Solar shingles and an attractive rebate program are making net-zero homes from Addison Homes appeal to buyers in this South Carolina market.
Addison Homes is committed to making zero energy a mainstream option, modeling a vision of sustainable construction that’s attractive, affordable and attainable for homeowners. Its 2,700-square-foot InVision Zero SC is not only the first zero-energy home in Greenville, S.C., it is also the first area’s first Active House.
The 42 homes in this Seattle micro-community are super efficient and solar ready.
THE RAINIER VISTA COMMUNITY, located in Seattle’s Columbia City neighborhood, began as a partnership between Dwell Development and the Seattle Housing Authority in 2010. Dwell Development’s owner, Anthony Maschmedt, committed to building 15 homes using green building techniques and high-performance technology that would help homeowners conserve resources and cut costs. The excitement and demand generated by the project led to an additional 36 homes over five years. The last home was completed and sold in July 2015.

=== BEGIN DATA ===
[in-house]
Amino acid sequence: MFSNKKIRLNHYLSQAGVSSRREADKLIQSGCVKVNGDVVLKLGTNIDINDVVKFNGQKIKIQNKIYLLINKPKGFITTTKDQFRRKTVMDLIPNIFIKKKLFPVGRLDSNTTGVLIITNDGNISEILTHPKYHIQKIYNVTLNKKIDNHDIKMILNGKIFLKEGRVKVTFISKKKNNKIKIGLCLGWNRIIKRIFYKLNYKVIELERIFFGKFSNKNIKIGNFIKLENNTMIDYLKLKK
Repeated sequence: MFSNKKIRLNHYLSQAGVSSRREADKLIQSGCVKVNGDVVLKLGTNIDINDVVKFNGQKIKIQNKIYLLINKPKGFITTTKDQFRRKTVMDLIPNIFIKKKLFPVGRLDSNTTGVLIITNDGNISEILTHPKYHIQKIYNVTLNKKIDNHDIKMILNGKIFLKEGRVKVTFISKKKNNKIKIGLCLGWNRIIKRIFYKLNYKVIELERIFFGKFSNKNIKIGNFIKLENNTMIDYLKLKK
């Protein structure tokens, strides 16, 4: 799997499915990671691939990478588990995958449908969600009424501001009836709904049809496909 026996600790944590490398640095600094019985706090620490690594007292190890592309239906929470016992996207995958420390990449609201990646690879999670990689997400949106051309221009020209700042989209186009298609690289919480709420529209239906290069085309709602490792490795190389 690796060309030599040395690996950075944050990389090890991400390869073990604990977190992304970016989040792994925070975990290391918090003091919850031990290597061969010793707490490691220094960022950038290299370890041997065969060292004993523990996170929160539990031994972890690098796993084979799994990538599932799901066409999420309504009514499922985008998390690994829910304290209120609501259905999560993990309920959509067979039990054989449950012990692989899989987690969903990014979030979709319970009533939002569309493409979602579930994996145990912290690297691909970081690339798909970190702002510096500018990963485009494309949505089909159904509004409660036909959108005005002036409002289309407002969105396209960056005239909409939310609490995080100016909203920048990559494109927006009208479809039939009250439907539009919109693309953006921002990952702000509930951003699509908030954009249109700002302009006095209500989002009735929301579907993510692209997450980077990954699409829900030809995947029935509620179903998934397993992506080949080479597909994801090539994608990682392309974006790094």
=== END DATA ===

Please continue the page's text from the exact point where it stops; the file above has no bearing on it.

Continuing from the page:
Making high-performance homes easier to build and more affordable will convince both builders and homeowners to go net zero.
The concept of a building that generates at least as much energy as it consumes, as calculated on a net-annual basis, is one that more and more people outside of the building professions are getting their heads around.